Teacher resources and professional development across the curriculum

Teacher professional development and classroom resources across the curriculum            Solutions for Session 2, Part B

See solutions for Problems: B1 | B2 | B3 | B4 | B5 | B6 | B7 | B8 | B9    Problem B1 Since 1 km = 100,000 cm, the scale 1 cm:250 km is equivalent to 1 cm:250 • 100,000 cm, or 1:25,000,000.   Problem B2 The scale factor is 45:3. This can be simplified to 15:1 or expressed in other ways, such as 7.5:0.5 or 150:10.   Problem B3 Answers will vary. Here's one example: Suppose that someone is exactly 6 ft. tall, with arms 3 ft. long. The scale factor will be 9 in.:6 ft. in order to leave 1 in. of border at the top and bottom. To simplify this, remember that 6 ft. = 72 in. The scale factor can then be expressed as 9:72 or 1:8. This person's arms would be 1/8 as long in the scale drawing; 1/8 of 3 ft. (36 in.) is 4.5 in.   Problem B4

 a. The farthest planet from the Sun, Pluto, has an average distance from the Sun of about 5.9 billion km. To fit on school grounds (say, within 100 m), this would require a scale factor of 100 m:5,900,000,000 km. Since 1 km = 1,000 m, the scale factor can be expressed as 100 m:5,900,000,000,000 m, or 1 m:59 billion m: . b. This scale would be hopelessly large for visualizing the difference in diameter sizes among planets, since the largest diameter (Jupiter's) is only about 143,000 km. A scale of 1 m:59 billion m would make Jupiter's diameter roughly 2.4 mm, extremely small. A better scale might be 1 m:590 million m, which would make Jupiter's diameter roughly 24 cm. The smallest planet, Pluto, would have a diameter of 3.8 mm on this scale, which is still small but certainly visible.   Problem B5 Most likely, they chose miles. The longest distance from the Sun, 5.9 • 109, becomes 1.6 km. This is just under one mile, so the scale was likely chosen to let the entire model fit within one mile. Using this scale, the smallest piece of data (Pluto's diameter) becomes 0.62 mm, which is very small but still visible.   Problem B6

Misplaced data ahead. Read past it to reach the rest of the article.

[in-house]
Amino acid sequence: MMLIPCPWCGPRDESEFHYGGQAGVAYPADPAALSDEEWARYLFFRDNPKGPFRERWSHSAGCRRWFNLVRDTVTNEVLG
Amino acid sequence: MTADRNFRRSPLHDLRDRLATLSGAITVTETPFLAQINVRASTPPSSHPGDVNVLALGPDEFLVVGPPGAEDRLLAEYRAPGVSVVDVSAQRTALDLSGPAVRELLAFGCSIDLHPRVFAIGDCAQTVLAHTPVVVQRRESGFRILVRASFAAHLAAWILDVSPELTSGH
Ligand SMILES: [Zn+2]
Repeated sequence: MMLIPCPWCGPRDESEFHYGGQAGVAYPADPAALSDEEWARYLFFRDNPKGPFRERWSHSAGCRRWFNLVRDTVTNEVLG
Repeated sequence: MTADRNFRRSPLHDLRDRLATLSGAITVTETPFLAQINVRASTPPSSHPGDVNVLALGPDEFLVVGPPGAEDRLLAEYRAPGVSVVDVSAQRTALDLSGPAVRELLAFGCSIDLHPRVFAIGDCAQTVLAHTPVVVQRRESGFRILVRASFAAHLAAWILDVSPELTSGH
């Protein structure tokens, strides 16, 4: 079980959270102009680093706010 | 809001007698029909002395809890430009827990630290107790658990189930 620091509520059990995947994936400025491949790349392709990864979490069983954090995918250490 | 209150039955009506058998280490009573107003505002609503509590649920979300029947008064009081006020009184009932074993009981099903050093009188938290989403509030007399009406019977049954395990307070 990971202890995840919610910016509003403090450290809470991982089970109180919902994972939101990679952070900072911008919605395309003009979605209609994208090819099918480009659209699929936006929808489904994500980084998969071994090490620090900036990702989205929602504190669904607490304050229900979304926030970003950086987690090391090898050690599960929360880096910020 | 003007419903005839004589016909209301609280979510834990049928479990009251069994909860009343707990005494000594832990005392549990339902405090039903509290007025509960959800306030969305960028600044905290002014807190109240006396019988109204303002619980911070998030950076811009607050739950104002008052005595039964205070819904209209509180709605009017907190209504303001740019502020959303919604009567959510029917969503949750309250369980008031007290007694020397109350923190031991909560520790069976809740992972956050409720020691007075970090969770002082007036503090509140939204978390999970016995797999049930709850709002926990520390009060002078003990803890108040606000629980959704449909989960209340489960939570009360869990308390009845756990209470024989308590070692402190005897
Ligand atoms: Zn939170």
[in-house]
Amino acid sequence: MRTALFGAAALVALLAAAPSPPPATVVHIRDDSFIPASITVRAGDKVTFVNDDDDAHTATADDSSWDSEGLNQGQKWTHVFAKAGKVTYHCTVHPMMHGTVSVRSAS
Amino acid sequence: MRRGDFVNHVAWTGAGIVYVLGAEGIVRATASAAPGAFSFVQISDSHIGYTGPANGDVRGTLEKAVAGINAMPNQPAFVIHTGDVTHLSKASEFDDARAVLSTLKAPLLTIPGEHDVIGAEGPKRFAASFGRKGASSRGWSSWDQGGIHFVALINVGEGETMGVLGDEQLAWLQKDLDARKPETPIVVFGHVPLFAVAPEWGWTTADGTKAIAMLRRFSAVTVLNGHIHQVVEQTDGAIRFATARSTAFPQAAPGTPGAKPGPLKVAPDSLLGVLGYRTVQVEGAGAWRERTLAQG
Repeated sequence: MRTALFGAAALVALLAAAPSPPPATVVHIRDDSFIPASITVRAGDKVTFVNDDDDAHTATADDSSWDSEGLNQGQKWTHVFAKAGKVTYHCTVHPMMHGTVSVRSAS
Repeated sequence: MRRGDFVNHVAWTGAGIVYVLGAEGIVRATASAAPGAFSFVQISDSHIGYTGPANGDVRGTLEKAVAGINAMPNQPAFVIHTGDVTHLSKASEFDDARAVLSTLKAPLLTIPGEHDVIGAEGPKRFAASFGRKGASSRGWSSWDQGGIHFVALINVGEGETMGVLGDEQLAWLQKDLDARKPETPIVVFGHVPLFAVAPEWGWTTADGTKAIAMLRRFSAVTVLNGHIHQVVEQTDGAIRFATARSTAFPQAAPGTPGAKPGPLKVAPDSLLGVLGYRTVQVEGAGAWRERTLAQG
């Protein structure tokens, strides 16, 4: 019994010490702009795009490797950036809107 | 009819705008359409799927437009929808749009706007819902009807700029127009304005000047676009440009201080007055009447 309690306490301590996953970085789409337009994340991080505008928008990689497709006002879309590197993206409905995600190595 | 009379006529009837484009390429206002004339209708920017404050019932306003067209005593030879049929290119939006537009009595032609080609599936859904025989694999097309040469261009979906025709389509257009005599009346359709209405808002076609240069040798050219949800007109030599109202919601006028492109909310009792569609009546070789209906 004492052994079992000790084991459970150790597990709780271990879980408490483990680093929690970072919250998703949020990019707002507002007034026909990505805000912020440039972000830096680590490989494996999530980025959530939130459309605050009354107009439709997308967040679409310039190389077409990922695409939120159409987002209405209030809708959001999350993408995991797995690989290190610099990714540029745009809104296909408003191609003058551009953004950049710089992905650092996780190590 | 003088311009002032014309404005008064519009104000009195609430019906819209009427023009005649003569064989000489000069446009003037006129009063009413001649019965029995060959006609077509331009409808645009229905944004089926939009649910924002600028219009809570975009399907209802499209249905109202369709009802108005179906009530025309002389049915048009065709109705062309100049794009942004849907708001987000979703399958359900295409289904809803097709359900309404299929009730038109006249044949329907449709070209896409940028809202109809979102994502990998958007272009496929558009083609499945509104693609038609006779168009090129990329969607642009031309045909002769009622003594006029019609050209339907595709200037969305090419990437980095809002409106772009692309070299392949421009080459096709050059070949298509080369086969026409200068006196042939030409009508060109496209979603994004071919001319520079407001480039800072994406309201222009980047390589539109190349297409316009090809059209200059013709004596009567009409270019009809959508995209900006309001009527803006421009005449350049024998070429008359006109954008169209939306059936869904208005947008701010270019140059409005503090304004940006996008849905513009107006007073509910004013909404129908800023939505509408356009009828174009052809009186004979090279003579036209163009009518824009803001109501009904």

Answers may vary due to measurement. Here, answers are given to the nearest tenth of a centimeter:  Side Lengths (S) in cm Hypotenuse Length (H) in cm Ratio S:S Ratio H:S        1 1.4 1:1 1.4:1 2 2.8 2:2 2.8:2 3 4.2 3:3 4.2:3 4 5.7 4:4 5.7:4 5 7.1 5:5 7.1:5 6 8.5 6:6 8.5:6    Problem B7

 a. Not surprisingly, the ratio between the sides is constant at 1:1, since we worked exclusively with isosceles right triangles. The ratios between the hypotenuse and a side also seem to be about the same (this is evident if you divide the H:S ratios and write them as decimals). So there may be a constant ratio involved there as well. All the observations are between 1.4 and 1.425, so the constant ratio (if there is one) may be between these values. b. We could multiply the length of the side by 1.41 (the average ratio) to get an approximate answer. We could also use the Pythagorean theorem (covered in the next section) to derive the measure of the hypotenuse.   Problem B8

a.

Here is the completed table:  Side Lengths (S) in cm Hypotenuse Length (H) in cm Ratio S:S Pythagorean Ratio H:S  1   1:1  :1 2 2 2:2 2 :2 3 3 3:3 3 :3 4 4 4:4 4 :4 5 5 5:5 5 :5 6 6 6:6 6 :6 b.

The measures using the Pythagorean Theorem are more accurate. They show the constant ratio of :1 in all six cases.   Problem B9 An irrational number is a number that cannot be written as an exact ratio of two integers; is an example. In terms of measurement, the important implication (and one that the Greeks missed for centuries) is that there is no possible exact unit conversion between a whole number and an irrational number. If one measure is rational and another is irrational, they are incommensurate; that is, we can never say "A of these make B of these," where A and B are integers.